- The Ukraine War in data: Winning the drone war
- Ukraine War in Data: After U.S.-Russia drone incident, a look inside the drone wars
- The Ukraine War in data: 22 million tons of food — a casualty of war.
- The Ukraine War in data: Russia announces plans for a 1.5 million-strong army
- The Ukraine War in data: A growing divide in public opinion pits the US and NATO against Russia and China
In this week’s edition of the war in data, we use the available data to step back and take stock of where things stand in the war, from a range of perspectives.
As far as civilians are concerned, these numbers are also difficult to assess with accuracy. The United Nations body that tracks civilian casualties in Ukraine has most recently given 6,500 as its figure for the civilian toll, but it only counts a death once a name and other details can be confirmed. Ukrainian officials have estimated that some 40,000 civilians have been killed.
Ten million Ukrainians are now living without power, Hans Kluge, the WHO’s regional director for Europe, told reporters, and half of Ukraine’s energy infrastructure has been damaged or destroyed by recent Russian missile attacks.
Other metrics of war at the nine-month mark:
Lastly, this week brought one new metric, born of those infrastructure crises that are crippling parts of Ukraine. Ukrainian President Volodymyr Zelenskyy announced Tuesday that 4,000 centers are being set up across the country where basic needs — heat, power, water and sanitation — are to be provided, no matter what happens in the weeks and months to come.
We offer a more comprehensive set of data points on the war in Ukraine below. Grid originally published this document on March 24, the one-month anniversary of the war. We update it every Thursday to provide a fuller picture of the conflict.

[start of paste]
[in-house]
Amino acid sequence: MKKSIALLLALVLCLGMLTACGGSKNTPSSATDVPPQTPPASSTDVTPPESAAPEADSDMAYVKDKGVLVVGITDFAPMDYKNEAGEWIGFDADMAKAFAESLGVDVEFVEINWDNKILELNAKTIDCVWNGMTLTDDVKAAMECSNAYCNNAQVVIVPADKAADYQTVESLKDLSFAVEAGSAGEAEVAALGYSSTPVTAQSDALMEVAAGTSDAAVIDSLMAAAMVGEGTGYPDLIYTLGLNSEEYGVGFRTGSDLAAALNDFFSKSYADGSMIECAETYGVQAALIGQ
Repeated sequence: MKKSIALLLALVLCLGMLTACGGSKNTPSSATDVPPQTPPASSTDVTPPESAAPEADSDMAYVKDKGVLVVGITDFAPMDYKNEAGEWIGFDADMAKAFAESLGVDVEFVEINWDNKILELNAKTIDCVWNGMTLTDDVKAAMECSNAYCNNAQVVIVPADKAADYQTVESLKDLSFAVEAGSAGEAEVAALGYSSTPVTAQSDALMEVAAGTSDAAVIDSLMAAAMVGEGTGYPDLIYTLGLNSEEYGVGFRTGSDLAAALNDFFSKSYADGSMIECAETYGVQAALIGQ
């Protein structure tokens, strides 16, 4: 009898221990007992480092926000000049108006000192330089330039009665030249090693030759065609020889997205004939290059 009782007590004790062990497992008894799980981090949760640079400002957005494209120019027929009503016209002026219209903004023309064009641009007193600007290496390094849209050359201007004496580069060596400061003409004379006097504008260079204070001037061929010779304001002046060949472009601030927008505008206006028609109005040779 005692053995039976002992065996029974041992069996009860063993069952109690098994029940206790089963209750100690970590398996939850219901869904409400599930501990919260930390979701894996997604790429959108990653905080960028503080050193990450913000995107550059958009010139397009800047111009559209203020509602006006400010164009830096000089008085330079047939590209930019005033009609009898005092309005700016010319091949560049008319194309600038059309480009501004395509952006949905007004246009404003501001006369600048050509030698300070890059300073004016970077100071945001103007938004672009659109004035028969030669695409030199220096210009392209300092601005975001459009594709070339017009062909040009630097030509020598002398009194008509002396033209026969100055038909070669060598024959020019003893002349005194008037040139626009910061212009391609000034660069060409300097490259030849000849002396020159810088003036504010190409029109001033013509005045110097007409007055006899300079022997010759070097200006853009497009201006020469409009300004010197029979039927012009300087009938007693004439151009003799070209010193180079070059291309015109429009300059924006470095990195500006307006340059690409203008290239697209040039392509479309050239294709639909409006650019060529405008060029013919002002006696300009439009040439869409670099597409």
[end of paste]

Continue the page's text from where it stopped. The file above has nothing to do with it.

Civilians killed: at least 6,500 (probably thousands more)
Ukrainian soldiers killed: 5,500 to 11,000
Russian soldiers killed: 5,937 to more than 85,000
Total displaced Ukrainians: more than 14 million
Internally displaced Ukrainians: more than 6.5 million
An overview of the violence
Global food markets: Wheat prices down 11 percent after an initial spike as of Wednesday, after weeks of fluctuation
Recent Grid coverage
- Why Russia has made homophobia part of its anti-Ukraine propaganda (Nov. 21)
- After fears of a winter energy crisis, Europe has more than it needs. How did that happen? (Nov. 18)
- ‘General Frost’ is coming: What the cold, dark winter ahead means for the war in Ukraine (Nov. 17)
- World in Photos: How Kherson celebrated being liberated from Russian occupation (Nov. 14)
- The war in Ukraine brought the West together. For the rest of the world, it’s complicated. (Nov. 14)
- Russia’s retreat from Kherson is a military disaster that not even the Kremlin and its propagandists can spin (Nov. 11)
Learn more: Grid’s 360s on the Ukraine War
- 360: What led to Europe’s worst refugee crisis since World War II
- 360: Casualty of war in Ukraine: The global food supply
- 360: War in Ukraine: How we got here — and what may come next
- 360: Russia’s billionaires: Who they are, what they own — and can they influence Vladimir Putin?
- 360: Why danger still looms at Ukraine’s nuclear power plants
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